Dave Meslin makes a pitch on why Mayor Rob Ford may not be so anti-bike. Ford made headlines with his quotes about cyclists "swimming with the sharks" and in this video which was distributed before last fall's election, Ford is quoted as saying "Cyclists are a pain in the ass". Meslin's point is that if we had listened through the entire video (a rambling 7 minutes long) that we would have heard something more supportive coming from the mouth of the then-councillor.
Ford says “cyclists are putting their lives at risk every time they go on the road,” and his solution is both simple and practical: “We have to widen our sidewalks, split them basically in half, pedestrians on one side, closest to the stores, and the cyclists on the other side. It will work in this city.”
This might not be the right solution for every street, but the idea of physically separating cyclists from motor traffic, where possible, is a good one. It encourages more people to try cycling. The concept is not new, nor radical. It’s just common sense, and that’s why separated lanes are being used in cities all across the world, from Berlin to Manhattan to Montreal.
It’s easy to demonize and judge each other based on our worst moments and quotes. But upon closer inspection, Ford’s infamous anti-bike speech happens to contain one of the most supportive bike policy proposals ever put forward on the floor of city council. And during his campaign, Ford proposed “a comprehensive network of bicycle trails across the city to provide a safe, convenient ‘backbone’ for bicycle transportation across Toronto.”
This is just one example of how nothing is black and white at city hall, although it is often appealing to pretend otherwise. It’s much easier to break things down into bike vs. car, downtown vs. suburb, or left vs. right. But bicycle safety is not a left-wing issue, nor is it a downtown issue.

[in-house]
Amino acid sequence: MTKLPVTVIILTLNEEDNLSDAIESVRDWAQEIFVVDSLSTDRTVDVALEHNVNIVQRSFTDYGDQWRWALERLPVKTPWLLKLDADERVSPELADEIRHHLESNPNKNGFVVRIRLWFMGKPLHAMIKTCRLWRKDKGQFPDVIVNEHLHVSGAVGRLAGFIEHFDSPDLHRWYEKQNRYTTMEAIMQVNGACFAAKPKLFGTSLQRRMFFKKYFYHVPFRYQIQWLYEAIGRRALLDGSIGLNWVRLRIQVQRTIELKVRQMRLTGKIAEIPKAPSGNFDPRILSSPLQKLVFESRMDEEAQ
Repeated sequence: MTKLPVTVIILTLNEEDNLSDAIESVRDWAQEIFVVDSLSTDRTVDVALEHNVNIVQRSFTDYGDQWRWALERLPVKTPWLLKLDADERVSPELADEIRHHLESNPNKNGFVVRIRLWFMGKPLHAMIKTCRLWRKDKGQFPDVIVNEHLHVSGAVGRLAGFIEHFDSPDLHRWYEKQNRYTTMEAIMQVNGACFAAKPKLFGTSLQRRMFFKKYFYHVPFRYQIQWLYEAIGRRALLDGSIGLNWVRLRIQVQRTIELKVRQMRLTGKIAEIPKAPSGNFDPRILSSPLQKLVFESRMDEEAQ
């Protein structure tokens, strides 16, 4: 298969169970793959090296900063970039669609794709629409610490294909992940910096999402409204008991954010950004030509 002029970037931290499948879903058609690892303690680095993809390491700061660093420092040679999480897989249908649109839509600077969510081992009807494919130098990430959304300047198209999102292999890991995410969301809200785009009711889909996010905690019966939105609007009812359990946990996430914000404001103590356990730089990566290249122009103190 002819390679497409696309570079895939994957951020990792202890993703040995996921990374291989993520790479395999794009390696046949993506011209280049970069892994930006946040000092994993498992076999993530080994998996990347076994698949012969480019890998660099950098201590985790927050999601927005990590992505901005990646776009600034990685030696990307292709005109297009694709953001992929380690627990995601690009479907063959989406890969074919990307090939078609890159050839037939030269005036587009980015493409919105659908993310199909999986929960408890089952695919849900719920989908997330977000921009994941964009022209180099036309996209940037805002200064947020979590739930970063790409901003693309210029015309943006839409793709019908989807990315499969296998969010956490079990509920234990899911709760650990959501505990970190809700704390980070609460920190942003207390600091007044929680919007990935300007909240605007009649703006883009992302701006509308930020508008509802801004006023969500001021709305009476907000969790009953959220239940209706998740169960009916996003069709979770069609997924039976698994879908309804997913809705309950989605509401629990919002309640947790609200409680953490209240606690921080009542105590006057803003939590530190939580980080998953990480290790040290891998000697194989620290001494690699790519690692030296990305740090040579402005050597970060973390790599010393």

Cycling is a billion-dollar industry in Canada. More than 65 per cent of Toronto households have at least one bicycle and the fastest growth is actually in suburban areas. I grew up in suburban North York and rode my bike all the time on quiet streets, in parks and on the sidewalks of Bayview or York Mills. All my neighbours had bicycles, too. And while Don Cherry talks about “pinkos who ride bicycles,” anyone who has ever stepped into a suburban Canadian Tire knows bikes are as much a part of our culture as hockey.
Not all cycling advocates aren't buying Meslin's argument:
I've been known to be pretty critical of the mayor and his rhetoric, and I'm not going to really retract anything I said. I believe the mayor should take responsibility for making the streets more dangerous. Since the election I've had a feeling that cyclists have been on the receiving end of increased anger from motorists. Still, I will agree with Meslin that it isn't black and white. Ford has supported (off-road) bike paths where they don't increase (car) traffic congestions. I would never have imagined a right-wing councillor like Minnan-Wong come forward with a plan for a comprehensive separated bike lane network downtown and say things like this:
“My bike plan is a recognition of [the fact that] bikes exist. They’re here to stay. There have been too many accidents and we need to do something about that. I don’t believe that bike lanes should go on every single street. But I do believe they deserve a reasonable option.”
I don't have to agree with everything that Minnan-Wong is doing but in this bike plan I fully support him.